Archive » January 10, 2008
IT'S JUST MY OPINION
By Harris Sherline, Contributing Writer
War crimes investigation
A recent headline, “War Crimes Investigation Requested,” caught my attention.
What’s this about, I wondered? I thought it was probably another attempt by the World Court to assert its authority as the official arbiter of law throughout the world. To my surprise, the story was not about the World Court but about the German courts, where a complaint has been filed by lawyers who noted that “the point was simply to increase the pressure on top (American) brass they say are culpable. German federal prosecutors said they would examine the case.”
But, culpable of what? According to the Germans, abusing prisoners at U.S. detention facilities in Iraq and at Guantanamo Bay, that’s what.
How did this complaint come to be filed in a German court? They don’t have jurisdiction over the U.S. military and American officials, do they? Apparently, according to them, they do. As a matter a fact, German law provides for prosecution of war crimes that may actually occur in other nations. A 220-page lawsuit has been filed under the provisions of a German statute naming 13 U.S. officials, including Donald Rumsfeld, the former Secretary of Defense.
The claim is that Secretary Rumsfeld “personally ordered and condoned torture.” One of the leading witnesses is U.S. Army Brigadier General Janis Karpinski, the former commander of all U.S. military prisons in Iraq, who was relieved of her command and demoted over the abuse at the Abu Ghraib prison. Of course, there’s no payback involved, is there?
If there is a legal case in this situation at all, shouldn’t it be heard in the International Court of Justice or the International Criminal Court, not in a German court?
The ICJ website states that the Court’s role is “to settle in accordance with international law the legal disputes submitted to it by States, and to give advisory opinions on legal questions referred to it by duly authorized international organs and agencies.” So, it appears they don’t qualify as the venue to hear cases involving “crimes against humanity.”
However, the International Criminal Court was established as “a permanent tribunal to prosecute, ‘crimes against humanity,’” (WorldNetDaily, April 11, 2002), so why isn’t this particular case being tried there?
The United States “lodged strenuous objections to the ICC,” and the U.S. Senate’s Foreign Relations Committee refused to release the treaty for a vote for a number of reasons, including:
• Concerns that crimes of aggression were not defined, which would make various U.S. military operations open to prosecution, including such acts as injury to a population’s “mental health” in the definition of “crimes against humanity.”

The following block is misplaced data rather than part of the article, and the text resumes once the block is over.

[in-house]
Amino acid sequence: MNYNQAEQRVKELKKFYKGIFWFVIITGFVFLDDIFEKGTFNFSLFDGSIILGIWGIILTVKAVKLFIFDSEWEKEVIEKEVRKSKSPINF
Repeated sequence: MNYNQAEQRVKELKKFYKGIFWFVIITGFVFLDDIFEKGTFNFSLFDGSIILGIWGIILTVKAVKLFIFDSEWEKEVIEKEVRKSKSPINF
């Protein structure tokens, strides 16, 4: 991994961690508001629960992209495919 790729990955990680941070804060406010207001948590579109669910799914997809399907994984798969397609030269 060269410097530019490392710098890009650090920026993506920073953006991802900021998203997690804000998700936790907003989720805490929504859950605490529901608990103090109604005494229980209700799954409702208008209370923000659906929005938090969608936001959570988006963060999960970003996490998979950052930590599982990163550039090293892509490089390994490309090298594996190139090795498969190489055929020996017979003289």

• U.S. citizens would be denied the guarantees of our Constitution.
• A U.S. president could conceivably be prosecuted by the court for engaging in military activity without first seeking approval from the U.N.
• “World events in the near future could find the U.S. and its citizens at the mercy of a panel of judges from non-Western nations, or of nations that seek to extort favorable trade agreements from the U.S.”
• “The ICC can prosecute whenever it deems a nation’s courts have failed to prosecute its own violators of ‘human rights.’”
So, now it is possible to prosecute someone in Germany for “crimes against humanity” that may have been committed elsewhere. For example, Human Rights Watch (hrw.org) recently reported, “Survivors of torture and the May 13 massacre of unarmed protesters in Andijan, Uzbekistan, filed a case on Monday in Germany calling for the prosecution of Zokirjon Almatov, Uzbekistan’s Minister of Internal Affairs, for crimes against humanity … Almatov is in Germany receiving medical treatment.”
This, at least, makes some, albeit limited, sense. That is, trying someone who is in Germany for crimes that may have been committed elsewhere. Although the fact that the individual involved is not a German citizen still makes the application of their law questionable in my mind.
Furthermore, the case in question against U.S. leaders makes it appear that it is an effort by the Germans to unilaterally extend their authority over citizens of other nations who may have committed crimes elsewhere around the world.
Nice try. Where did they get the authority to do this? If they try our citizens in absentia, will they then attempt to have them extradited to Germany?
I can think of a lot of people who should be tried for crimes against humanity who are not U.S. citizens and have committed the most heinous crimes imaginable in other countries. How about going after them?
But, that’s just my opinion.